This Handbook provides an overview of interdisciplinary research related to social choice and voting that is intended for a broad audience. Expert contributors from various fields present critical summaries of the existing literature, including intuitive explanations of technical terminology and well-known theorems, suggesting new directions for research.
Each chapter presents an expository primer on a particular topic or theme within social choice, with the aim of making the material fully accessible to students and scholars in economics, political science, mathematics, philosophy, law and other fields of study. Topics covered include preference aggregation, voting rules, spatial models, methodology and empirical applications.
Scholars, graduate students and even advanced undergraduates in a variety of disciplines will find this introductory and relatively non-technical book an indispensable addition to the field.
'Social choice theory is a branch of economics and political science that examines how individual preferences can be aggregated into social choices. Heckelman and Miller have designed and edited a superb overview of the field ... readers who see an up-to-date, thorough, and nuanced understanding of the field will find the book invaluable.'
– R. E. O'Connor, Choice
'This Handbook is a timely addition to the public/social choice literature. The editors have assembled an impressive list of authors who have contributed chapters covering a wide expanse of the literature starting with Iain McLean's chapter, which traces the public choice literature from Aristotle to the present, followed by surveys of recent developments like Keith L. Dougherty's excellent chapter on voting rules, and the equally fine chapter by Christopher Hare and Keith T. Poole on measuring ideology in Congress. Indeed, all contributions are of uniformly high quality. This Handbook is a welcome addition to my bookshelf.'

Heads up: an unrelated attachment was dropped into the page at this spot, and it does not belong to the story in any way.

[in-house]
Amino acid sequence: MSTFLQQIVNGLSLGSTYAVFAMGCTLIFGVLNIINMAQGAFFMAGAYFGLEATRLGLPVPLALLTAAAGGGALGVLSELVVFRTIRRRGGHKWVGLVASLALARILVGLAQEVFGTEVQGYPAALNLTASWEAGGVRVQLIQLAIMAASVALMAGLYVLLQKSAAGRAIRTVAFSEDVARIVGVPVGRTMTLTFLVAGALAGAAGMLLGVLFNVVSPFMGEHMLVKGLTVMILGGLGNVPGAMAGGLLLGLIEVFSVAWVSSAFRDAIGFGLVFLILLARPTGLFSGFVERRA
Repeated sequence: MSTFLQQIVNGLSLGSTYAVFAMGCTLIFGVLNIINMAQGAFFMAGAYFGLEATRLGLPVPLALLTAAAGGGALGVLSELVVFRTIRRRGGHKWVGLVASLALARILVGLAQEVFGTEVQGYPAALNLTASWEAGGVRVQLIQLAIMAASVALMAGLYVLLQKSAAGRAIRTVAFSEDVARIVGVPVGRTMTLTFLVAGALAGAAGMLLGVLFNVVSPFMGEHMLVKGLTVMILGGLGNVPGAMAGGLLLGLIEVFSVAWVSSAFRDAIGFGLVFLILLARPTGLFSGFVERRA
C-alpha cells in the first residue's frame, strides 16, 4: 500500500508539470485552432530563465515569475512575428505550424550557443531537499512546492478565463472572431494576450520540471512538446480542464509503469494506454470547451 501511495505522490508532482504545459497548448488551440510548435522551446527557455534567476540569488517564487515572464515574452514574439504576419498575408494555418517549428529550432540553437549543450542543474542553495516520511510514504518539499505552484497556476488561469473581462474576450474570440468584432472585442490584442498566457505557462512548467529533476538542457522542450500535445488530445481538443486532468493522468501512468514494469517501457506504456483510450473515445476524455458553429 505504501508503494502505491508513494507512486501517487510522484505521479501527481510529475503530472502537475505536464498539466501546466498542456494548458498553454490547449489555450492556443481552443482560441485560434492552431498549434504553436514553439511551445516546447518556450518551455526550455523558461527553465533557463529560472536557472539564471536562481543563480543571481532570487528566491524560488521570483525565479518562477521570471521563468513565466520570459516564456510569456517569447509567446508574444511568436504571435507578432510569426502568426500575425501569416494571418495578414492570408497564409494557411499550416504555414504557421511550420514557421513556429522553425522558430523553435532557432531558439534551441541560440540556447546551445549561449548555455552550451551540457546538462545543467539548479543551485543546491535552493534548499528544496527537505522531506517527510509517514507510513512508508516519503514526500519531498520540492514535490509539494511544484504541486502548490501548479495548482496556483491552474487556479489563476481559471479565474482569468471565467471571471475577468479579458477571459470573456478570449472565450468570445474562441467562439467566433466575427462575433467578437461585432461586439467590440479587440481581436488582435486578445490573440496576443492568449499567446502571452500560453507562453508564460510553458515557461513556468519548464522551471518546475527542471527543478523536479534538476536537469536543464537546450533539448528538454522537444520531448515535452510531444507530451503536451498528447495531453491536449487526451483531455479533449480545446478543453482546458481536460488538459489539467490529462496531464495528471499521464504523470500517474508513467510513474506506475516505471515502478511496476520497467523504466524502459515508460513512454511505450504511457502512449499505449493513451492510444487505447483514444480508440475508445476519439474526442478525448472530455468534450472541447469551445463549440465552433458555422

– Dennis Mueller, University of Vienna, Austria
'This book gives a comprehensive and up-to-date overview of the rapidly expanding field of social choice and voting. Written in a non-technical style by a group of leading experts in the field, it makes a perfect reference book for scholars and students. The authors and editors are to be congratulated for making relatively complex ideas accessible even to readers with no background in the theory of voting. This makes the volume suitable not only for classroom use, but also for independent study.'
– Hannu Nurmi, University of Turku, Finland
Contributors: J.F. Adams, W.T. Bianco, A. Blais, P.J. Coughlin, K.L. Dougherty, D.S. Felsenthal, T.H. Hammond, C. Hare, J.C. Heckelman, R.G. Holcombe, C. Kam, M.M. Kaminski, M. Machover, B.C. McCannon, I. McLean, N.R. Miller, S. Moser, E.M. Penn, K.T. Poole, R. Ragan, D.G. Saari, I. Sened, R.A. Smyth, N. Tideman.
Edited by Jac C. Heckelman, Professor of Economics, Wake Forest University, US and Nicholas R. Miller, Research Professor of Political Science, University of Maryland, Baltimore County, US.